Post-Election Crisis in Kenya and Internally Displaced Persons: A Critical Appraisal

  •  Oluwafemi Atanda ADEAGBO    
  •  John-Mark IYI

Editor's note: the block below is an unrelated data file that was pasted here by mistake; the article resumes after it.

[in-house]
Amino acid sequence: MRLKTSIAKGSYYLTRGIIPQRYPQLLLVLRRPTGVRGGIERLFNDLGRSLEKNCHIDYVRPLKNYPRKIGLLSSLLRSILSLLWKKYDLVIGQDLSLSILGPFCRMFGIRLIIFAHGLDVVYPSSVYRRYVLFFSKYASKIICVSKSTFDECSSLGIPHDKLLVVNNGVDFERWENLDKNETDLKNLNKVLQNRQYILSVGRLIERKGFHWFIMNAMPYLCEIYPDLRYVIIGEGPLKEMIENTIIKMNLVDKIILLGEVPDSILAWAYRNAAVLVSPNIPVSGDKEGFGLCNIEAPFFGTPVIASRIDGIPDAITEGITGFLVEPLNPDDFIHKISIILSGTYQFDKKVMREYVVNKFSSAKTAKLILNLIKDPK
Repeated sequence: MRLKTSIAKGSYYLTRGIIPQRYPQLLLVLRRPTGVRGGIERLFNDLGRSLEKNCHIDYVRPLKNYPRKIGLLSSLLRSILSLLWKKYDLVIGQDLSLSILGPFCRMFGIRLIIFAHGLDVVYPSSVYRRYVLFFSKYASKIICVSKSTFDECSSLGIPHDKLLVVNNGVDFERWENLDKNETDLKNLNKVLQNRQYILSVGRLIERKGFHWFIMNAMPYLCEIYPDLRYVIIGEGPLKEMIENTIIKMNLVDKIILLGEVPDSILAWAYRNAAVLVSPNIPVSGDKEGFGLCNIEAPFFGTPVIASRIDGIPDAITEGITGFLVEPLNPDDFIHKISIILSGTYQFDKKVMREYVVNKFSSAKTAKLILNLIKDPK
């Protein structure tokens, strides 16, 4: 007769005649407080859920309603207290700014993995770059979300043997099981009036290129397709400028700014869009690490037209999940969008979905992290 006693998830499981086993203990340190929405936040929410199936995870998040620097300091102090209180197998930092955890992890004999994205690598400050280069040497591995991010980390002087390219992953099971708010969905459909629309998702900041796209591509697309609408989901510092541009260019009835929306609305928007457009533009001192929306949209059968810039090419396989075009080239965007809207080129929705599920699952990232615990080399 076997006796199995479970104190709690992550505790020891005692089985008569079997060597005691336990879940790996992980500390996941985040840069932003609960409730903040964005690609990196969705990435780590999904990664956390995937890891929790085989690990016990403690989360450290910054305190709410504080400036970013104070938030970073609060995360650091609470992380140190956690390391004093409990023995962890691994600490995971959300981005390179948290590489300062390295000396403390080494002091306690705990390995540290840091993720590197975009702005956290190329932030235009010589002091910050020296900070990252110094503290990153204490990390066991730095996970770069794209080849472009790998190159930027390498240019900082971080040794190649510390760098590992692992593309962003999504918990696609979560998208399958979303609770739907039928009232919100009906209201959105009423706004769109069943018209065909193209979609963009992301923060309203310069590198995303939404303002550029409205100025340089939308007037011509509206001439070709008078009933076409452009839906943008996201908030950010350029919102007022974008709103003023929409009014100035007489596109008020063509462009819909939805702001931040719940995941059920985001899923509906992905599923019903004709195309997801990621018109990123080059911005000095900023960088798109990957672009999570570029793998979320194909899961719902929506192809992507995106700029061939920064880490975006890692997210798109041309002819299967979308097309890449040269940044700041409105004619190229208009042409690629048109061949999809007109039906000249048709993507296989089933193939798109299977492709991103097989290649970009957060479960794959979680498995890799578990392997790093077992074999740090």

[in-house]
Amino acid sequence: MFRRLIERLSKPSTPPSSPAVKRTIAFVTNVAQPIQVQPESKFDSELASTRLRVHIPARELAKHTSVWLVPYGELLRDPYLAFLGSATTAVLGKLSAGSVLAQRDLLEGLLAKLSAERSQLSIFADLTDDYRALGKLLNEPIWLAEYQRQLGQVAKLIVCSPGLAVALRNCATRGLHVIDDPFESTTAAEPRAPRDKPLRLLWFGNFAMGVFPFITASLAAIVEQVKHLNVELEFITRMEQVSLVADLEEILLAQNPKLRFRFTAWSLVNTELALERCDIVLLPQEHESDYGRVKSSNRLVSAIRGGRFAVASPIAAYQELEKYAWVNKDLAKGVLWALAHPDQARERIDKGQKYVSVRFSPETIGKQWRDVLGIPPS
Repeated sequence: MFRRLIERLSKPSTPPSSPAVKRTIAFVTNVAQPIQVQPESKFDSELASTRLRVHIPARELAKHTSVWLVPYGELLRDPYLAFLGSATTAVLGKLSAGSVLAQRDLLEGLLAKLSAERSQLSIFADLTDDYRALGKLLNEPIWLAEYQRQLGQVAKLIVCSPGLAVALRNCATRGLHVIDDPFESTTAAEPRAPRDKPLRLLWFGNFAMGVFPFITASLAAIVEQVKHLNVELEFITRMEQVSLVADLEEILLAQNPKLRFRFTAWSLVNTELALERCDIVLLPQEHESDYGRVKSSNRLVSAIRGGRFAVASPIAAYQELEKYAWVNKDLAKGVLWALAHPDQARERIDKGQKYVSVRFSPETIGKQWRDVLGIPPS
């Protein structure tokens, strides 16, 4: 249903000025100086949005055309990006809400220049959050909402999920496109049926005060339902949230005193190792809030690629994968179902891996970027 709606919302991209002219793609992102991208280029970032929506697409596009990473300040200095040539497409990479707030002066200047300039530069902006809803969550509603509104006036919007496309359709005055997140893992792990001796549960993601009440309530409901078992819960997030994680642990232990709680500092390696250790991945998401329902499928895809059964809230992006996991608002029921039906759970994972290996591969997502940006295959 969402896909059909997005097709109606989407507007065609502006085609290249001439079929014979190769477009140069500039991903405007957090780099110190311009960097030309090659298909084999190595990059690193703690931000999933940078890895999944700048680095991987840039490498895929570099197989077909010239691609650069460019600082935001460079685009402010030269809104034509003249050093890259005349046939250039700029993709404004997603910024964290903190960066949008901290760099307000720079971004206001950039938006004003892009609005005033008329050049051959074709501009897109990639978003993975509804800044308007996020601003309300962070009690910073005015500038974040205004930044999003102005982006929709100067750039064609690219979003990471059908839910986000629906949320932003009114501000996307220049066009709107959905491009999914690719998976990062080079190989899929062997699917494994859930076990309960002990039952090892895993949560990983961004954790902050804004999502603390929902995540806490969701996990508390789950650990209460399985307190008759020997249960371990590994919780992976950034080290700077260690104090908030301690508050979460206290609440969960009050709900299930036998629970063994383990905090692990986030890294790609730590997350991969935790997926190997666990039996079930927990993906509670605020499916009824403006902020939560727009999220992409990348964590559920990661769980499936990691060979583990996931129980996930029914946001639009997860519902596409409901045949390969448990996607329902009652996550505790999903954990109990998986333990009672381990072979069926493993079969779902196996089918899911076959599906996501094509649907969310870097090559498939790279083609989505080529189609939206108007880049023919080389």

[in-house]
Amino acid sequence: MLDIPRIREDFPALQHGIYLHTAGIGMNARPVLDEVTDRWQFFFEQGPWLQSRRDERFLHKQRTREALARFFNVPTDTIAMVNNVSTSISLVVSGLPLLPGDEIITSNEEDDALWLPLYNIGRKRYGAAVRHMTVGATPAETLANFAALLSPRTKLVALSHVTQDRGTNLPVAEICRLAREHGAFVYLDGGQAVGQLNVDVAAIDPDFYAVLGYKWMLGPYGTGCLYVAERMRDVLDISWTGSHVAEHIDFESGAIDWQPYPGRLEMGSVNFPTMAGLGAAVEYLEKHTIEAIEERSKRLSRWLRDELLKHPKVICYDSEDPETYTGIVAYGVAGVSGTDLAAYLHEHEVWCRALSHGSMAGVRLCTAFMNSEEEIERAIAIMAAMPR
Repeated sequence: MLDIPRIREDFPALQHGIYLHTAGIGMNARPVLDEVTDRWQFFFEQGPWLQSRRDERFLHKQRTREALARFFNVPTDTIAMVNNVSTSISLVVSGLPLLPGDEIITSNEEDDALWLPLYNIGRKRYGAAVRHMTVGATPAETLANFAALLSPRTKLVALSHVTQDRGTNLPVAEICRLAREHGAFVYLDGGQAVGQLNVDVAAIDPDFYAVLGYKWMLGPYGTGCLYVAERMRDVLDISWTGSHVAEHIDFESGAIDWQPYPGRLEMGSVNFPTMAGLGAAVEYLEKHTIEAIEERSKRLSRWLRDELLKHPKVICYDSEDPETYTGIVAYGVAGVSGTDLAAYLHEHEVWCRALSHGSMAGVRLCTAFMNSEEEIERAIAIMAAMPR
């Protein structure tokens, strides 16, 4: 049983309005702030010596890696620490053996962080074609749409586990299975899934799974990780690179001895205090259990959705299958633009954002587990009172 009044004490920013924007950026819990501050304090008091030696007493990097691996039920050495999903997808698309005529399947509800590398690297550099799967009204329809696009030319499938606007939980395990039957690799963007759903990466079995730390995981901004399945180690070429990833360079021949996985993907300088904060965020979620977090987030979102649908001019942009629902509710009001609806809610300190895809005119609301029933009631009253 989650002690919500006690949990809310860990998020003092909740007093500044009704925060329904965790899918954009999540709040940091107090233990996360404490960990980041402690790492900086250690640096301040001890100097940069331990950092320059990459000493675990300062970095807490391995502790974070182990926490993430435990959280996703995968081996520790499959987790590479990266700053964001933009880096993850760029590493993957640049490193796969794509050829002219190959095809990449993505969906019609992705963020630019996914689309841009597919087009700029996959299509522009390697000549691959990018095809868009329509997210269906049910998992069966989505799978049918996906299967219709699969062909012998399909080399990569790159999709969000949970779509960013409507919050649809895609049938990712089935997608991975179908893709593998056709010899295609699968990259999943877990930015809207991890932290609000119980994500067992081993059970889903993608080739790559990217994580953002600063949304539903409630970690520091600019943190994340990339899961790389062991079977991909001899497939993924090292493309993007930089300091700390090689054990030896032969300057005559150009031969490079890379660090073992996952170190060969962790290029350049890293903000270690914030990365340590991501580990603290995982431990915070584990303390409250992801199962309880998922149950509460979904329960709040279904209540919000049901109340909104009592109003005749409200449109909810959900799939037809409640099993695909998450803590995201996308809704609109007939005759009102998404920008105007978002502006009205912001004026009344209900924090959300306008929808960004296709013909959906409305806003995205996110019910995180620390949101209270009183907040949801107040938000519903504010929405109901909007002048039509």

The announcement of the disputed 2007 presidential election results in Kenya on December 27th, 2007 led to what could be described as the worst political crisis in Kenyan post-colonial history. This massacre claimed over 1000 lives of children, men, and women, and left about 600,000 Kenyans internally displaced. The immediate and remote causes of the crisis have been analyzed by different experts. Thus, it is pertinent to note that remote causes of the violence are traceable to the advent of multi-party politics in the 1990s and it was manifested in different forms in different parts of the country. Although exacerbated by political feuds, the violence had its roots in ethnic rivalries and struggle for ancestral lands. The internal feud had been brewing for decades and the election results were the catalyst and immediate cause that finally ignited the conflict. This essay undertakes a cause-effect analysis of the conflict with focus on the internal and global responses to Internally Displaced Persons.

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